The Nation and the National Defense Authorization Act

A comment by Robert Scheer published December 15 on the Nation magazine’s web site dealing with the National Defense Authorization Act (NDAA) demonstrates that the left-liberal layers for whom the magazine speaks are neither willing nor able to carry out a principled defense of democratic rights.

The NDAA was passed by both houses of the US legislature earlier this month and now awaits only President Obama’s signature before it becomes the law of the land. The NDAA has immense historic significance. It effectively abolishes the Bill of Rights and 220 years of precedent, expressly giving the US military the power to abduct and imprison any person anywhere in the world—US citizen or otherwise—on suspicion of a terror-related crime, without charge, jury, evidence, or trial.

Obama initially threatened to veto the NDAA on the grounds that an earlier draft of the bill would “micromanage” and “disrupt” the president’s exercise of his wartime powers. The administration subsequently dropped its opposition when provisions that could be read to restrict the president’s authority were taken out.

Scheer begins his article, entitled “There Goes the Republic,” by expressing shock that Obama, whom the Nation supported enthusiastically in the 2008 election and whom it continues to support, would sign such a law. “We had every right to expect President Obama to stick to his word and veto this bill,” Scheer declares, denouncing the Obama administration’s promise to sign the bill as a “craven collapse.”

In fact, the administration’s announcement that it will sign the NDAA is entirely consistent with everything else it has done in the field of democratic rights. Moreover, Scheer’s presentation of the Obama administration’s position on the NDAA itself is misleading. Obama did not threaten to veto the bill on the grounds that it would violate centuries of democratic precedent. On the contrary, one of his objections to an early draft was that it excluded US citizens from indefinite military detention.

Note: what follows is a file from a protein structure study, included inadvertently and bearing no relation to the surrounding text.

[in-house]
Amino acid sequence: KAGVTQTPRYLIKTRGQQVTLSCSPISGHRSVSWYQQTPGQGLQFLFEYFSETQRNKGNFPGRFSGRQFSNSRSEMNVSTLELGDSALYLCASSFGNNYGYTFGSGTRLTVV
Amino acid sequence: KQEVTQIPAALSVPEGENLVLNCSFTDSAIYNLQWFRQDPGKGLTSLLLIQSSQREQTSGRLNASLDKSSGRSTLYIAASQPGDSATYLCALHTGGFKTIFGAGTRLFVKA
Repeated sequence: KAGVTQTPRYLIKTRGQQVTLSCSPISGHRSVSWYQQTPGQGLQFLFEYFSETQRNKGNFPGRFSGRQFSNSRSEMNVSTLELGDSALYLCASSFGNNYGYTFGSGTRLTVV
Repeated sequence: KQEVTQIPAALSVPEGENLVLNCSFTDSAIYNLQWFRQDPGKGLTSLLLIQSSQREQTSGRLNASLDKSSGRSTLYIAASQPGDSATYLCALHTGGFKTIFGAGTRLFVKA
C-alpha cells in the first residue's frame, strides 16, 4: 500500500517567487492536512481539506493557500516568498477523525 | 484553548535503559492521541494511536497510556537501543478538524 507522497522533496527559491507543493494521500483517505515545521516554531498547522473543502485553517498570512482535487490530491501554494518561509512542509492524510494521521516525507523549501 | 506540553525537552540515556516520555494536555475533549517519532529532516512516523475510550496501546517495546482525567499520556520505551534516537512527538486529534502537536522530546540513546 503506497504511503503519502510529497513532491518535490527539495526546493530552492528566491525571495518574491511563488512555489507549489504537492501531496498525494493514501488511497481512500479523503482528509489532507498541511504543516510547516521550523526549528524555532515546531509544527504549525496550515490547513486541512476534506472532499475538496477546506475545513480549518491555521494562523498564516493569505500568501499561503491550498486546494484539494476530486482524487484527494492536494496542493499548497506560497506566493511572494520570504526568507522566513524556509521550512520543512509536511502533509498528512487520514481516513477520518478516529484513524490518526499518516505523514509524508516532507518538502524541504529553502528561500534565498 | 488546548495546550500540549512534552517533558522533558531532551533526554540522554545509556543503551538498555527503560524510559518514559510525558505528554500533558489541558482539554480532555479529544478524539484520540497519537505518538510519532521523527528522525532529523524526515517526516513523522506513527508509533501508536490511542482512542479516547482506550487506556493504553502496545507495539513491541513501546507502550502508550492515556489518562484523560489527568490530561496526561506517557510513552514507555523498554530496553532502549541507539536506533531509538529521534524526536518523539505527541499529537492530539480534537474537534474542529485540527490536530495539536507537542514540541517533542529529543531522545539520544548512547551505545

Scheer writes that the “point” is what the implications of the NDAA would be if “a Dick Cheney or Newt Gingrich should attain the highest office.” This suggests that there is a significant difference between the attitude of Obama and the Democrats to constitutional protections and basic democratic principles such as habeas corpus and that of the Republicans. The record plainly speaks otherwise.

The Obama administration, with broad support among congressional Democrats, has continued and strengthened the police state framework erected under Bush. Obama has refused to prosecute Bush officials who sanctioned torture, reneged on his campaign pledge to close Guantanamo, expanded the use of “state secrets” to suppress legal suits by victims of torture and domestic spying, continued the practice of “extraordinary rendition,” and officially sanctioned and carried out the assassination of US citizens, beginning with the murder of Anwar al-Awlaki earlier this year. His administration has tacitly backed the brutal crackdown on Occupy Wall Street protesters, carried out largely by Democratic mayors.

Scheer’s attempt to present the threat to democratic rights represented by the NDAA as a question of the actions of a future Republican administration makes clear that, for him, a frontal assault on the Bill of Rights is not a splitting matter when it comes to backing Obama and the Democrats. His anger is empty and impotent. Along with the Nation editorial board, he will support Obama’s reelection bid and promote Democratic candidates as the “lesser evil.”